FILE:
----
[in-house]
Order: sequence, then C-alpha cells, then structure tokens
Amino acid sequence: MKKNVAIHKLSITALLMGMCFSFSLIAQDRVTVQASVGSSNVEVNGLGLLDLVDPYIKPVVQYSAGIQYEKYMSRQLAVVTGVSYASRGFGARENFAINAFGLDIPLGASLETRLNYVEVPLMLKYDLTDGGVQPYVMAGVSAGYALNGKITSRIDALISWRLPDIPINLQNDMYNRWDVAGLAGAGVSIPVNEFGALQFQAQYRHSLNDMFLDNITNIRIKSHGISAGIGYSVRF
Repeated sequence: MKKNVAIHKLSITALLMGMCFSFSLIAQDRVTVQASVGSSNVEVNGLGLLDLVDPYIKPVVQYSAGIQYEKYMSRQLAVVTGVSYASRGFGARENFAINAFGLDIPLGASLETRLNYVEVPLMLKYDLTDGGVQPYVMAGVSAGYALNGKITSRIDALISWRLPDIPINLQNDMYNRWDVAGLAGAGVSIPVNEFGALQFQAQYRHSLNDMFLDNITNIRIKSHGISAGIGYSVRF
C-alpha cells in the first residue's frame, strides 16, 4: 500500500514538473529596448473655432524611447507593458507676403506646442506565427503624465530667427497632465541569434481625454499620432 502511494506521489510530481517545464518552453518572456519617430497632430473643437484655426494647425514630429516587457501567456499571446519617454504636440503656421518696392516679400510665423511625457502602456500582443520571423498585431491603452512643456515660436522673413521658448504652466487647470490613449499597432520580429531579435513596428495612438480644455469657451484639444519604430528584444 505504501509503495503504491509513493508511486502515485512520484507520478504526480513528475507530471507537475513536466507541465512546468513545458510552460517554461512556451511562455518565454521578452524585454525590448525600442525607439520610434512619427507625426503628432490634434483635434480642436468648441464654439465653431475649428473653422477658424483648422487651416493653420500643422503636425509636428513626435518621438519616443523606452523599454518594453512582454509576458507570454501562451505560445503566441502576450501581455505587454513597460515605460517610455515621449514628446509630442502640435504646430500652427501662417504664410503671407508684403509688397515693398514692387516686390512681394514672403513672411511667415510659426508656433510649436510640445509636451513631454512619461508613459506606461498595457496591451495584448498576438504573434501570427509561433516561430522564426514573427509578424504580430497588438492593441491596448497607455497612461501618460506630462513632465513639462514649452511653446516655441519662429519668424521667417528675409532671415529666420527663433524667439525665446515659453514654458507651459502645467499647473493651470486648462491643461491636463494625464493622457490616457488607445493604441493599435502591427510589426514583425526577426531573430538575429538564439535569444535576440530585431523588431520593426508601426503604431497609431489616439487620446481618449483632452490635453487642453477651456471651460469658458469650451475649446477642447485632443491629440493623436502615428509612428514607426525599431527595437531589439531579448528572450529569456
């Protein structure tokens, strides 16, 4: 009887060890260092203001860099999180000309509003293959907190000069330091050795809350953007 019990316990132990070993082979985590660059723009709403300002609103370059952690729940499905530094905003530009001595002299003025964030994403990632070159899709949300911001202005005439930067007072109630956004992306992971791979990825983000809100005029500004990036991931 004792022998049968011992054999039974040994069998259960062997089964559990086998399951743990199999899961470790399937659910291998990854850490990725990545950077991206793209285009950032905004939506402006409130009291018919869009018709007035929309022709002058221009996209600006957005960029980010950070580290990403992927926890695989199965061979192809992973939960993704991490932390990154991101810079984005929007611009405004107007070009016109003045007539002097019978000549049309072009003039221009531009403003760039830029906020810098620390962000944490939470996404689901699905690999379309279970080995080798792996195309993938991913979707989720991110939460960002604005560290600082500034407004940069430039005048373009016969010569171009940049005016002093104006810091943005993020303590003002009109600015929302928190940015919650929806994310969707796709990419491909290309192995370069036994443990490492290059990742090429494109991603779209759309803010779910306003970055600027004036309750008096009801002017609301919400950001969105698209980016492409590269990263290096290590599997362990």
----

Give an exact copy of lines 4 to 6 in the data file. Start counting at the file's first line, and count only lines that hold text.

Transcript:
Repeated sequence: MKKNVAIHKLSITALLMGMCFSFSLIAQDRVTVQASVGSSNVEVNGLGLLDLVDPYIKPVVQYSAGIQYEKYMSRQLAVVTGVSYASRGFGARENFAINAFGLDIPLGASLETRLNYVEVPLMLKYDLTDGGVQPYVMAGVSAGYALNGKITSRIDALISWRLPDIPINLQNDMYNRWDVAGLAGAGVSIPVNEFGALQFQAQYRHSLNDMFLDNITNIRIKSHGISAGIGYSVRF
C-alpha cells in the first residue's frame, strides 16, 4: 500500500514538473529596448473655432524611447507593458507676403506646442506565427503624465530667427497632465541569434481625454499620432 502511494506521489510530481517545464518552453518572456519617430497632430473643437484655426494647425514630429516587457501567456499571446519617454504636440503656421518696392516679400510665423511625457502602456500582443520571423498585431491603452512643456515660436522673413521658448504652466487647470490613449499597432520580429531579435513596428495612438480644455469657451484639444519604430528584444 505504501509503495503504491509513493508511486502515485512520484507520478504526480513528475507530471507537475513536466507541465512546468513545458510552460517554461512556451511562455518565454521578452524585454525590448525600442525607439520610434512619427507625426503628432490634434483635434480642436468648441464654439465653431475649428473653422477658424483648422487651416493653420500643422503636425509636428513626435518621438519616443523606452523599454518594453512582454509576458507570454501562451505560445503566441502576450501581455505587454513597460515605460517610455515621449514628446509630442502640435504646430500652427501662417504664410503671407508684403509688397515693398514692387516686390512681394514672403513672411511667415510659426508656433510649436510640445509636451513631454512619461508613459506606461498595457496591451495584448498576438504573434501570427509561433516561430522564426514573427509578424504580430497588438492593441491596448497607455497612461501618460506630462513632465513639462514649452511653446516655441519662429519668424521667417528675409532671415529666420527663433524667439525665446515659453514654458507651459502645467499647473493651470486648462491643461491636463494625464493622457490616457488607445493604441493599435502591427510589426514583425526577426531573430538575429538564439535569444535576440530585431523588431520593426508601426503604431497609431489616439487620446481618449483632452490635453487642453477651456471651460469658458469650451475649446477642447485632443491629440493623436502615428509612428514607426525599431527595437531589439531579448528572450529569456
């Protein structure tokens, strides 16, 4: 009887060890260092203001860099999180000309509003293959907190000069330091050795809350953007 019990316990132990070993082979985590660059723009709403300002609103370059952690729940499905530094905003530009001595002299003025964030994403990632070159899709949300911001202005005439930067007072109630956004992306992971791979990825983000809100005029500004990036991931 004792022998049968011992054999039974040994069998259960062997089964559990086998399951743990199999899961470790399937659910291998990854850490990725990545950077991206793209285009950032905004939506402006409130009291018919869009018709007035929309022709002058221009996209600006957005960029980010950070580290990403992927926890695989199965061979192809992973939960993704991490932390990154991101810079984005929007611009405004107007070009016109003045007539002097019978000549049309072009003039221009531009403003760039830029906020810098620390962000944490939470996404689901699905690999379309279970080995080798792996195309993938991913979707989720991110939460960002604005560290600082500034407004940069430039005048373009016969010569171009940049005016002093104006810091943005993020303590003002009109600015929302928190940015919650929806994310969707796709990419491909290309192995370069036994443990490492290059990742090429494109991603779209759309803010779910306003970055600027004036309750008096009801002017609301919400950001969105698209980016492409590269990263290096290590599997362990």